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The Supreme Court affirmed the opinion of the court of appeals affirming the judgment of the post-conviction court denying Petitioner's pro se petition under the Post-Conviction Remedies Act, Utah Code 78B-9-101 to -503, holding that Petitioner failed to identify a material dispute sufficient to rebut the State's showing that he was not prejudiced by his guilty plea or the State's showing that his trial counsel's performance was not deficient.Petitioner pled guilty to first-degree murder. In his post-conviction petition, Petitioner argued that his guilty plea was unknowing and involuntary because he did not understand that the absence of imperfect self-defense was an element of murder and that he received ineffective assistance of counsel because of a language barrier with trial counsel. The post-conviction court granted summary judgment in favor of the State, and the court of appeals affirmed. The Supreme Court affirmed, holding (1) Petitioner's claim that his plea was unknowing and involuntary failed because there was no genuine issue of material fact as to whether he was prejudiced as a result; and (2) no genuine issue of material fact existed as to whether trial counsel's failure to obtain an interpreter constituted deficient performance. View "Arriaga v. State" on Justia Law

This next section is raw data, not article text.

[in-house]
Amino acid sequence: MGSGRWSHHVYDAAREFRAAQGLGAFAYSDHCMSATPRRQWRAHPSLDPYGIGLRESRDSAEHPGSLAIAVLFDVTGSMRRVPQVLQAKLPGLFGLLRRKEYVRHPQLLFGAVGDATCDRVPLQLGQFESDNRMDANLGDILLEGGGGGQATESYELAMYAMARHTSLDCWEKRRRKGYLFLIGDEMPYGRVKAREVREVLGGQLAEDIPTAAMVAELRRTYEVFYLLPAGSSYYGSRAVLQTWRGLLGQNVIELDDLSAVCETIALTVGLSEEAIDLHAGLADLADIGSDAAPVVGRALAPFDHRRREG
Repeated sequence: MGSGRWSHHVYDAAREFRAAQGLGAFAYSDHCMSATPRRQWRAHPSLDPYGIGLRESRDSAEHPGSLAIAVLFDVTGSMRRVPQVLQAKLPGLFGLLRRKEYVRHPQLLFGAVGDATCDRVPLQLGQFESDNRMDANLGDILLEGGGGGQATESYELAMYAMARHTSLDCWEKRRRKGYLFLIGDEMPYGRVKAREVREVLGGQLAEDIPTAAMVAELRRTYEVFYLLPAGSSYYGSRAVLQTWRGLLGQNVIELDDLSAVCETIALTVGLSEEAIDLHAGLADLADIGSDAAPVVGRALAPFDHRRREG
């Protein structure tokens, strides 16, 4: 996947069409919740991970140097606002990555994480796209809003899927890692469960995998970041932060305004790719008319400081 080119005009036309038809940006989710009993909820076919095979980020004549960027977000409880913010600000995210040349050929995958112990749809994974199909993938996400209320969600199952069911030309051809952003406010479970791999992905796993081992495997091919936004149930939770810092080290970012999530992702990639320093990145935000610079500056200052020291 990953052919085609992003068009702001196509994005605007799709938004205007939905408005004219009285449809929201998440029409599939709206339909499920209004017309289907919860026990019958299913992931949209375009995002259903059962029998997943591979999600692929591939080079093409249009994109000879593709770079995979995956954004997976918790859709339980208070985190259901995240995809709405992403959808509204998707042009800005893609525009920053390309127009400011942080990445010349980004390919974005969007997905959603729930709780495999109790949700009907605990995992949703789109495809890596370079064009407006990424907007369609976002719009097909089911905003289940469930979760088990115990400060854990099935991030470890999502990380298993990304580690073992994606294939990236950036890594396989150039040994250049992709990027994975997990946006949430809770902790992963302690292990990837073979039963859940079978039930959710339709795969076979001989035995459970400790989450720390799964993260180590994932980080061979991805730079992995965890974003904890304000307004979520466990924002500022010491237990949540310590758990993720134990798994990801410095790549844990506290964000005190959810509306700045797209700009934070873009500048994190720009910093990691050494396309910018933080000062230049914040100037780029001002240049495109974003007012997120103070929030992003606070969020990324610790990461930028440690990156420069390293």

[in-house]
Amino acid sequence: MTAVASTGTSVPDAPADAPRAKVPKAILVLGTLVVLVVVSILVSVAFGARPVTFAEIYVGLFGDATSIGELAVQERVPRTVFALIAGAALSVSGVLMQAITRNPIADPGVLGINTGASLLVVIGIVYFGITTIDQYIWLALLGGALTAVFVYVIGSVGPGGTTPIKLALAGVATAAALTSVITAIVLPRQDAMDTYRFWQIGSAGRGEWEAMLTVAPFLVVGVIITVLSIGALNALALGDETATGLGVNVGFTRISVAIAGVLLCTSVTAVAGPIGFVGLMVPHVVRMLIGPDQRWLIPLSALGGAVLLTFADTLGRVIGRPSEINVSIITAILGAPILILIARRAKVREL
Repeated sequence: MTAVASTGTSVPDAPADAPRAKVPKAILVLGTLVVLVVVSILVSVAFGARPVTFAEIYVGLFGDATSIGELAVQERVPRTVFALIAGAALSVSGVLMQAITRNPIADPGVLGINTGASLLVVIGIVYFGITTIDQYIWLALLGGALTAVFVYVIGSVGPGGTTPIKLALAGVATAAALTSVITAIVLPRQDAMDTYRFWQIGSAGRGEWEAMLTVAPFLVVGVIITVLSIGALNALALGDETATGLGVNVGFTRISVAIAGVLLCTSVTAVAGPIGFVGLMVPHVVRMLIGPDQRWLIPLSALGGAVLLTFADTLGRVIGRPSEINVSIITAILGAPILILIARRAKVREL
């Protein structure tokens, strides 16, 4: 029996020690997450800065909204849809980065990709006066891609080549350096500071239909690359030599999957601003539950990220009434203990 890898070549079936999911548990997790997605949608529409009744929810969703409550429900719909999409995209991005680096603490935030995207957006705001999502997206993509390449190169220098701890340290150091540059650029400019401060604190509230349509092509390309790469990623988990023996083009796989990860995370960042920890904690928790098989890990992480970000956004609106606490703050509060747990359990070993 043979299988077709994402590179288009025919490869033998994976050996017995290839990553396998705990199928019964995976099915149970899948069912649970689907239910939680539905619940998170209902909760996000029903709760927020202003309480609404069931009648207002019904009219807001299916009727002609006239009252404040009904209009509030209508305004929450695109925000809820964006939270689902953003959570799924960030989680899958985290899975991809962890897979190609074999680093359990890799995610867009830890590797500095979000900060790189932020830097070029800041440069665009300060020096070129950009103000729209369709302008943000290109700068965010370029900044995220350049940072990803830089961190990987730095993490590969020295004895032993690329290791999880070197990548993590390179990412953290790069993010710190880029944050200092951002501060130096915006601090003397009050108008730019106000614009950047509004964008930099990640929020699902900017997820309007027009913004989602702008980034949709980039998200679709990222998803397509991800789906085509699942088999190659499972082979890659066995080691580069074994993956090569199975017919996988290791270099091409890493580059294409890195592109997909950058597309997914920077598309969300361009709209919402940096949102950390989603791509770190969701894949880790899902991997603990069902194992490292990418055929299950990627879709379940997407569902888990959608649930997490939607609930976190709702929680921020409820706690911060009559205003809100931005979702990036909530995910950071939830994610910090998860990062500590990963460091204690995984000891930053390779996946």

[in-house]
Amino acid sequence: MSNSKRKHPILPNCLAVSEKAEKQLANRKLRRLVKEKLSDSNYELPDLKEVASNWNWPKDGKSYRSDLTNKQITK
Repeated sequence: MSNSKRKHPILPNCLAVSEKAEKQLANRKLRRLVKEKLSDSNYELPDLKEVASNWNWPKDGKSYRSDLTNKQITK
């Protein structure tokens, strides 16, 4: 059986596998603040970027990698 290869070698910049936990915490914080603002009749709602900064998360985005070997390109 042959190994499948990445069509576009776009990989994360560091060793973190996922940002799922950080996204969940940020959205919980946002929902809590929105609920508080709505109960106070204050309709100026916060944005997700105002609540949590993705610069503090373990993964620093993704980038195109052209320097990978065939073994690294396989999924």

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In this eminent domain action, the Supreme Court reversed the judgment of the district court endorsing a "general rule that a party may not rely on post-valuation facts and circumstances to prove severance damages," holding that there is no categorical rule foreclosing the relevance of evidence of a subsequent transaction involving the property in question.In 2009, a portion of Plaintiff's property was taken by the Utah Department of Transportation (UDOT). During the subsequent litigation, the parties disputed the amount of damages for the condemned property and on the amount of severance damages as to Plaintiff's remaining property. Plaintiff eventually sold the remaining property, which was developed into two car dealerships. On a pretrial motion in limine the district court excluded this development, concluding that that the property had to be valued as of the date of the taking and based on what a willing buyer and seller would have known at that time. The Supreme Court reversed, holding that there is no categorical rule deeming post-valuation-date evidence irrelevant to the determination of fair market value under Utah Code 78B-6-511 and -512. View "Utah Department of Transportation v. Boggess-Draper Co." on Justia Law